I was watching Investigation Discovery’s non-fiction crime show series, Nightmare Next Door, when my BullShoot-O-Meter wanged red. During one of the homicide detective’s interviews, Detective Sgt. Ben Benson of the Pierce Co. (WA) Sheriff’s Department said the following about crime scene evidence:
The Suspect Statement
“Twenty-two caliber bullets are such that they don’t give you [the forensic investigator] ballistics off of them.”
I realize that this television show was likely heavily edited, and there is a good chance that Detective Benson’s words were taken out of context, or his full explanation was omitted or edited for brevity. Nonetheless, his statement as quoted was taken directly from the show, and it struck me as unbelievable.
Really? All .22-caliber bullets (.22 LR, .223 Rem., .220 Swift, etc.) cannot be used to gather forensic data such as ballistic fingerprinting for tracing back to the firearm that fired them? Huh? After all, most .22 caliber bullets, both centerfire and rimfire, are made of copper-plated lead, or, in some cases lead only. Therefore, assuming they held together, it’s logical they’d reveal the striations from the barrels’ rifling just like any other caliber.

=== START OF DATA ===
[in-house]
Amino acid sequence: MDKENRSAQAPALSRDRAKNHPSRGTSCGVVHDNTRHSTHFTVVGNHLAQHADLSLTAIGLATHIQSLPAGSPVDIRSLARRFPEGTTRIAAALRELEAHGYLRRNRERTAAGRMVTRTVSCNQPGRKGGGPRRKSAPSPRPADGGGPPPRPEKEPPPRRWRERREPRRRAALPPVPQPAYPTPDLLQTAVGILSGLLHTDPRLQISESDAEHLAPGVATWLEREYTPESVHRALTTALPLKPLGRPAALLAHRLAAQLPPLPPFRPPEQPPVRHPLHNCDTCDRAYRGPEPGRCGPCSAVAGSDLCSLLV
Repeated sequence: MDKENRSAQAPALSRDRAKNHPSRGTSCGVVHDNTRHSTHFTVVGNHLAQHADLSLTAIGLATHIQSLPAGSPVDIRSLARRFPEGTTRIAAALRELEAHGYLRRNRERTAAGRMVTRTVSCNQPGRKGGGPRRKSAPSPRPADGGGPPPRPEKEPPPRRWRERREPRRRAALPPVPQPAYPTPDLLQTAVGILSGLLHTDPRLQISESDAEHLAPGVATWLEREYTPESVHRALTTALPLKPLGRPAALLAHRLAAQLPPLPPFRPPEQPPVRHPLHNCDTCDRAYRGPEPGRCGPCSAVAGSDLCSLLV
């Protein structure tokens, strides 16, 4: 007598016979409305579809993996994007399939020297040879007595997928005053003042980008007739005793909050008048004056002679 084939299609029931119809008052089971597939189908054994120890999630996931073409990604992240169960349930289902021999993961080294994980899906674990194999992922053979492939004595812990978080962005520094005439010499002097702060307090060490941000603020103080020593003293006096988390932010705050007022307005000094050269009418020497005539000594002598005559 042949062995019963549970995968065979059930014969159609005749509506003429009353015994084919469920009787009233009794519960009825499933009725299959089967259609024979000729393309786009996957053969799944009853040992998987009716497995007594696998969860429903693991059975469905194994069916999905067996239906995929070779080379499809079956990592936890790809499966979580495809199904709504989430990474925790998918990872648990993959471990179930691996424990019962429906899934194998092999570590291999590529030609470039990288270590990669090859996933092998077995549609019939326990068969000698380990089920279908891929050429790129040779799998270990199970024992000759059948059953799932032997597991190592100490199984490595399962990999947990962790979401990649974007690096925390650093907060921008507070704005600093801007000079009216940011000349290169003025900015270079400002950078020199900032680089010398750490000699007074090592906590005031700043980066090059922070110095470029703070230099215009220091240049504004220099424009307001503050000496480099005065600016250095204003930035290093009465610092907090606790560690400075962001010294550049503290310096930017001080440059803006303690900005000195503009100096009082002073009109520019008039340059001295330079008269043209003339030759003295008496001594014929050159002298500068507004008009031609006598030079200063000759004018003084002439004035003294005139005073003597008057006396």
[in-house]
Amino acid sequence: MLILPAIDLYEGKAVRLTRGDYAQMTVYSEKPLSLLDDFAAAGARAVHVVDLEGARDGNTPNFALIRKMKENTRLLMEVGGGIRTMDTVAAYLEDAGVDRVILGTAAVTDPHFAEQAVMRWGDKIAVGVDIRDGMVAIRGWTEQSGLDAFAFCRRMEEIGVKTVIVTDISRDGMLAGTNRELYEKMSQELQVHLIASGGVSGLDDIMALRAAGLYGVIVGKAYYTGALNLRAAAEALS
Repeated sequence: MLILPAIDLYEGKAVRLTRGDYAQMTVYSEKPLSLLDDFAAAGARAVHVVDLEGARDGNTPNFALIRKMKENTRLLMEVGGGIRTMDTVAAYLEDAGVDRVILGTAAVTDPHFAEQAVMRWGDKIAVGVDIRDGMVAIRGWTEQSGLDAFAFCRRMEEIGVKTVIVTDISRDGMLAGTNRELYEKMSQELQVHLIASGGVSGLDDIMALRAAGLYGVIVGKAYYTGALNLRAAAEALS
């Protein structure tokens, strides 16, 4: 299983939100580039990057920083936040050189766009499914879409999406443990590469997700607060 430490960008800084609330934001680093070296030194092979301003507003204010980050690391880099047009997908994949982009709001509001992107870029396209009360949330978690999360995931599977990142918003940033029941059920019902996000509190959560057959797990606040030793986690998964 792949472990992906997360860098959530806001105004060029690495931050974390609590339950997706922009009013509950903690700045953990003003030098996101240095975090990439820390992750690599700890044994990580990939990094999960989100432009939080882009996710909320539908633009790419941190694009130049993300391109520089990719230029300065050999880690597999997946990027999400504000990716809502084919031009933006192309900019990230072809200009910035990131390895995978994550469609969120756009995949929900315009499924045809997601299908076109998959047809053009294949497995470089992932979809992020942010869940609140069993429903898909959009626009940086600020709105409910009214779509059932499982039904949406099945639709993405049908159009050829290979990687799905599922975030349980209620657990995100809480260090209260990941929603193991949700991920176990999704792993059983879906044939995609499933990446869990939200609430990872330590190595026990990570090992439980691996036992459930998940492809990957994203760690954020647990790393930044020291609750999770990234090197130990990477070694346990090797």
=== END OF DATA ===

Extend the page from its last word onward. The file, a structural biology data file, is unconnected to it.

However, a real detective I am not—more like just some hack who likes to play one on the Internet. But I don’t want some criminal to see the show then think he can use a .22-caliber in a crime to get away with it.
Are .22-caliber bullets incapable of leaving ballistical forensic data?
The Expert Deferral
“We certainly can identify .22-caliber bullets,” said Jay Mason, Supervisor of the Firearms and Toolmark Unit of the Northern Virginia Forensic Laboratory.
That puts this one to rest.
Criminals beware: Just because you watched a silly television show does not mean you can use a .22 to get away with murder.